Ted Russell Kamp, Solitaire. Like so many others who whittled their world into a smaller circle when the pandemic hit, Ted Russell Kamp learned to let the music speak for itself. His newer songs were suited for a more stripped-down setting, letting the intensity build from the inside rather than those playing on the outside. Which means on SOLITAIRE, the man has made one of the best albums of his life. The album begins with “My Girl Now,” among the very finest songs Kamp has ever recorded. There is such an air of expansive love on it that it feels like a shot to the heart. Also on the album, “You Can Go To Hell, I’m Going to Texas,” will likely end up a Number 1 country hit for the likes of George Strait someday. Written with Elizabeth Elkins and Vaness Olivarez, it’s a Lone Star natural with all the pride that the big state offers. And that’s the beauty of Kamp’s new release: it can go from emotional micro to rocking macro in a heartbeat. It’s like Kamp knew the style of recording in different studios with a lot of his players was going to diffuse some of the scope of what was played, but he wasn’t going to let it sap any of the strength from the music. Being a record producer for others allowed him the smarts to get what he needed from his players, and make sure it suited the feel of the song. No problem there. This is one of the best albums of a still-getting-started year, and it’s always one that grows closer every time it’s played. On the two songs Ted Russell Kamp wrote alone, “Solitaire” and “The Spark,” is a vision of greatness that’s been there from the singer-songwriter’s start, 13 albums ago. When he’s not playing bass in Shooter Jennings’ band or producing albums for others, Ted Russell Kamp has made his everlasting mark on his own. Solitaire or else.
Parker Millsap, Be Here Instead. Even if this is Parker Millsap’s fifth album, it feels like the first. Maybe that’s because it’s just so incredibly great that you wish he had been starting out here. Then he would have blown every mind on the block and been hailed as the finest new face in modern music. In fact, this collection feels like the most recent album Paul McCartney should have made, because it’s got a lot of the former Beatles’ strength, but without any of the sidesteps. Between the rock, the folk, the semi-country and the plain old amazingness, Parker Millsap has it all covered. His singing is so down-the-middle pure that he could have been a child prodigy with those pipes. Growing up in Oklahoma he no doubt heard his share of country music, but the way he uses the elemental parts of that sound into crafting gloriously open rock & roll is the promise of America put in song. It takes an endlessly inventive imagination to get to this place still relatively young in what will hopefully be a long career. The way Parker Millsap can ignore the conventional boundaries of music, and instead be unafraid to express whatever he needs to express completely in his own way is exactly what marks the man as a major force. Who knows if the world will ever embrace him, but the way he has developed says that popularity is not the race he’s running. Instead he’s on his own. Oklahoma all day.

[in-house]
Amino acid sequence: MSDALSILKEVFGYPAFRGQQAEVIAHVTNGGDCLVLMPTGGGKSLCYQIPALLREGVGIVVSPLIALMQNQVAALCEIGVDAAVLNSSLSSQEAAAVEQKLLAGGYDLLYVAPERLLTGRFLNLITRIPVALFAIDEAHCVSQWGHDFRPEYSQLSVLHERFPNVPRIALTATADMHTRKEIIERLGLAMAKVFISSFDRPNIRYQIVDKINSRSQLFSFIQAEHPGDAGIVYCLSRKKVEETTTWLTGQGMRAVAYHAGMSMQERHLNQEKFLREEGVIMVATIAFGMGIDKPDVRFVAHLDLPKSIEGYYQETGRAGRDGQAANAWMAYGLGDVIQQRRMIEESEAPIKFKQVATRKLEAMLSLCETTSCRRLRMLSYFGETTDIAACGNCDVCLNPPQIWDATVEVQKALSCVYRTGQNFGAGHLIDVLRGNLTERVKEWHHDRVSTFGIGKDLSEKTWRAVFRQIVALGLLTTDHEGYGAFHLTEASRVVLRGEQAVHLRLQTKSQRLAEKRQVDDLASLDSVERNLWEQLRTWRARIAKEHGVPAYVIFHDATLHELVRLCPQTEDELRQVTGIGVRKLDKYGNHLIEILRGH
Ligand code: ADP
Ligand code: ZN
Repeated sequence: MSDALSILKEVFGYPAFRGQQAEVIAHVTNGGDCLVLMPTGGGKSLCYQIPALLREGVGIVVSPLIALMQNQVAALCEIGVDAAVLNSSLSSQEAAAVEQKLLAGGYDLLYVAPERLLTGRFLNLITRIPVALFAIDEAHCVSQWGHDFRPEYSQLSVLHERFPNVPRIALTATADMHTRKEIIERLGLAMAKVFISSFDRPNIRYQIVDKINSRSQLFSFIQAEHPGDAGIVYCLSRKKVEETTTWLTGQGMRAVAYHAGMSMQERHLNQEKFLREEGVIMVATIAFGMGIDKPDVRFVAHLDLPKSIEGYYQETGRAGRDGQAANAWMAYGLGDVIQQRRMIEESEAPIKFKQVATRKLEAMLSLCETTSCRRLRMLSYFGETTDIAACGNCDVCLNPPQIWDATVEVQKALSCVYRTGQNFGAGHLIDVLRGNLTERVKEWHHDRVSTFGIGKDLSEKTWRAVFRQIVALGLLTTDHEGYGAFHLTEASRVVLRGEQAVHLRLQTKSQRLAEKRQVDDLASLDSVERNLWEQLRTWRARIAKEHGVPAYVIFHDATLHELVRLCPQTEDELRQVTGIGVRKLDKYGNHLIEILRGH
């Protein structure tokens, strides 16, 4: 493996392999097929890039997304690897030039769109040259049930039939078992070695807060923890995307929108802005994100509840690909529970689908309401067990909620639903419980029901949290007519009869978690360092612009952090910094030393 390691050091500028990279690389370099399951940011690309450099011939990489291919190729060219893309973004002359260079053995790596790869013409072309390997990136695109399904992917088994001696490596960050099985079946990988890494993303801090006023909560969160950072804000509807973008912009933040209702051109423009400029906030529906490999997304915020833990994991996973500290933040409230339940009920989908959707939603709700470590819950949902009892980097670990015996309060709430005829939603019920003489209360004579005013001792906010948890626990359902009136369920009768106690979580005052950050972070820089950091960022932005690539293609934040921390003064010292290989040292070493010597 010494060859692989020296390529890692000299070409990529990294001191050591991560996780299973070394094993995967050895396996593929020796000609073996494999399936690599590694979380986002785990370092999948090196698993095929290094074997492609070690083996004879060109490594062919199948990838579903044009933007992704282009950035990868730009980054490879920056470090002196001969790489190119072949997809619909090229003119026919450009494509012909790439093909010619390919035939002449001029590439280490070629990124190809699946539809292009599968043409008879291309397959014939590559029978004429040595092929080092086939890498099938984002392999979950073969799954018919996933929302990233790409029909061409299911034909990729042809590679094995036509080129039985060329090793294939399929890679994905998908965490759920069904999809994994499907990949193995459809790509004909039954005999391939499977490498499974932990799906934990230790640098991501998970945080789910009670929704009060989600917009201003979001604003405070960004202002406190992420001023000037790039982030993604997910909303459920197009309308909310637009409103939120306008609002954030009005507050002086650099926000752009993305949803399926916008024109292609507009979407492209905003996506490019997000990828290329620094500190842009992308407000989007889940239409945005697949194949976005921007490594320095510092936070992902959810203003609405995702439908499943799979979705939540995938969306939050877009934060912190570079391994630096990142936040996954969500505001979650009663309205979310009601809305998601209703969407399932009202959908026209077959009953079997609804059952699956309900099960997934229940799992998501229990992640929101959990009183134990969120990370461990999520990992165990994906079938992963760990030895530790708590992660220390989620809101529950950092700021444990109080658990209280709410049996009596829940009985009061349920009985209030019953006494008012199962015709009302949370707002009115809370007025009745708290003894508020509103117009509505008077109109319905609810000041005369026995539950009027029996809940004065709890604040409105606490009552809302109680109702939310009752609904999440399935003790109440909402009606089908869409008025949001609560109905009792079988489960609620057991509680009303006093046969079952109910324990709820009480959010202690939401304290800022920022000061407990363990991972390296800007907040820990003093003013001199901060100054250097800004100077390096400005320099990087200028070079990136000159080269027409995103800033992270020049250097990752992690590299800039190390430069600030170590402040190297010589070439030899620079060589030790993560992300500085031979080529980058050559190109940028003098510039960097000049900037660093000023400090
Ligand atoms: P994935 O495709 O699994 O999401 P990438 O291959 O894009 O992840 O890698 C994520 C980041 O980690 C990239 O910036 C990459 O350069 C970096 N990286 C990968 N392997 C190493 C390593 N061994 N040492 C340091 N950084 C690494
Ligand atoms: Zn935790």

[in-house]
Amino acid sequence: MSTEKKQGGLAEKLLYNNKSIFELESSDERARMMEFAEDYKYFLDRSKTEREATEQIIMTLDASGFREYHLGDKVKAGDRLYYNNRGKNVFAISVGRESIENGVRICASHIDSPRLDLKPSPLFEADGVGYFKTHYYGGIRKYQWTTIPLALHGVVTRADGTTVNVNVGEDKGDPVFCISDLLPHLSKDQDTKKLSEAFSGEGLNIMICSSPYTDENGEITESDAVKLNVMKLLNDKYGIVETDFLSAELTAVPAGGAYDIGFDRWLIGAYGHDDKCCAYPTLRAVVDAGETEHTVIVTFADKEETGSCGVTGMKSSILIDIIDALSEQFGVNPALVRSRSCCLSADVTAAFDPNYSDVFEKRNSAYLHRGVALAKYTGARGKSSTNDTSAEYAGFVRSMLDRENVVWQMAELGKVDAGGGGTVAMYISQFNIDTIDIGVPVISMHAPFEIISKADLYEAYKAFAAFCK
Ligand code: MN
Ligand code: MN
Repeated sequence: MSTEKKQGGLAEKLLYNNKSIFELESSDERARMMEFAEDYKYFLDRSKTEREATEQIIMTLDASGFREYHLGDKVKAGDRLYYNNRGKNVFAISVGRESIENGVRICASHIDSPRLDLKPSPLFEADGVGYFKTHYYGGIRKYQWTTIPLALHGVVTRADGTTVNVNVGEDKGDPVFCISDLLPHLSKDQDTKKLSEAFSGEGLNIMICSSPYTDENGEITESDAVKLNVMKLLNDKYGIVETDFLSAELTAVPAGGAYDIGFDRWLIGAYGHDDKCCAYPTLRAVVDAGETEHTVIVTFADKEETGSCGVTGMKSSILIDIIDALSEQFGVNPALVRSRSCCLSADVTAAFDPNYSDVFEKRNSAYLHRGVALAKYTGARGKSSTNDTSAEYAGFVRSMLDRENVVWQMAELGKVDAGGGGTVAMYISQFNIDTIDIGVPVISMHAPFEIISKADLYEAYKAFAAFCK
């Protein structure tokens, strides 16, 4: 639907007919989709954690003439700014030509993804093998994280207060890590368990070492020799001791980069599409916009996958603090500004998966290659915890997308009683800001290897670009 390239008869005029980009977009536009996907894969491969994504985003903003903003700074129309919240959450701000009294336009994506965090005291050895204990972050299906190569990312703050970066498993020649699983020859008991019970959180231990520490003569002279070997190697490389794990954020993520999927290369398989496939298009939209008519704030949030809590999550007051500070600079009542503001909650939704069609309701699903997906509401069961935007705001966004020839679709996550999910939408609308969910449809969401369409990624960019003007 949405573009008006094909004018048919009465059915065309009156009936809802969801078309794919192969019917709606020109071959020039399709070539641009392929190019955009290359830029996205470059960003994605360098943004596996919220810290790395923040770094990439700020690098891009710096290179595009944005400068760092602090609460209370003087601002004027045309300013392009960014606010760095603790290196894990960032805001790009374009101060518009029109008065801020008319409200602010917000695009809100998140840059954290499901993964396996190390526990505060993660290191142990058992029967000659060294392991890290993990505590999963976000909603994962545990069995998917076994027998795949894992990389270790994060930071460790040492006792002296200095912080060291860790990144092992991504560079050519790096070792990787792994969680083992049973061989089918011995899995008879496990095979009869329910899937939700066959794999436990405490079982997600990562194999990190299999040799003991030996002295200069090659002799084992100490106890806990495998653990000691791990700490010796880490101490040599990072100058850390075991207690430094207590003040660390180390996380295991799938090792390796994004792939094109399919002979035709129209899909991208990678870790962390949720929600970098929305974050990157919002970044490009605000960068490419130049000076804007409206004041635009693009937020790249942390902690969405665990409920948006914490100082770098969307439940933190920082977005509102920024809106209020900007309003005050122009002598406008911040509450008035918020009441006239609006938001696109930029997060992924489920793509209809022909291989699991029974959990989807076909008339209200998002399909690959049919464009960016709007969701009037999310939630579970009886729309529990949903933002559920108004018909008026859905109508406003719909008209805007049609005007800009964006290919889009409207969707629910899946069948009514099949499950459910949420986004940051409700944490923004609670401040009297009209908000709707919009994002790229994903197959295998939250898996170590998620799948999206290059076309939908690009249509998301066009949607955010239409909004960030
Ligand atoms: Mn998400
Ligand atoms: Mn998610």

Maria Muldaur, Let’s Get Happy Together. Considering that singer Maria Muldaur goes all the way back to Boston’s Jim Kweskin Jug Band in the early 1960s, she still sounds like she has every ounce of joy in her heart that she had at the start. And to take advantage of that excitement, Muldaur has found the absolutely perfect sidekicks to tread effervescently into the future, with none other than Tuba Skinny. For those not in the know, the latter name is of a New Orleans aggregation of eight musicians who have taken over the Crescent City with such a joyous noise it’s starting to feel like they’re on a nationwide mission to spread happiness wherever they’re heard. With coronet, tuba, trombone, 6-string banjo, clarinet, guitars and washboard this mighty crew has it all going on. And to match their sound Muldaur and band have taken a deep dive into some seriously righteous singers from the 1920s and onward, including Lil Hardin Armstrong, Frankie “Half Pint” Jaxon (an early gender bender who could entertain as both man and woman), Ivy Anderson, Valaida Snow, The Boswell Sisters, Dorothy Lamour (!), Annette Henshaw and Sweet Pea Spivey. How’s that for an conglomerate of outstanding inspirations? What Muldaur and Tuba Skinny do together is a non-stop cavalcade of downright delight. There is no other way to explain it. It’s the perfect parade of sound into a new age, one where smiles replace dollar signs and it’s a known fact that the future is full of super surprises. The New Abnormal.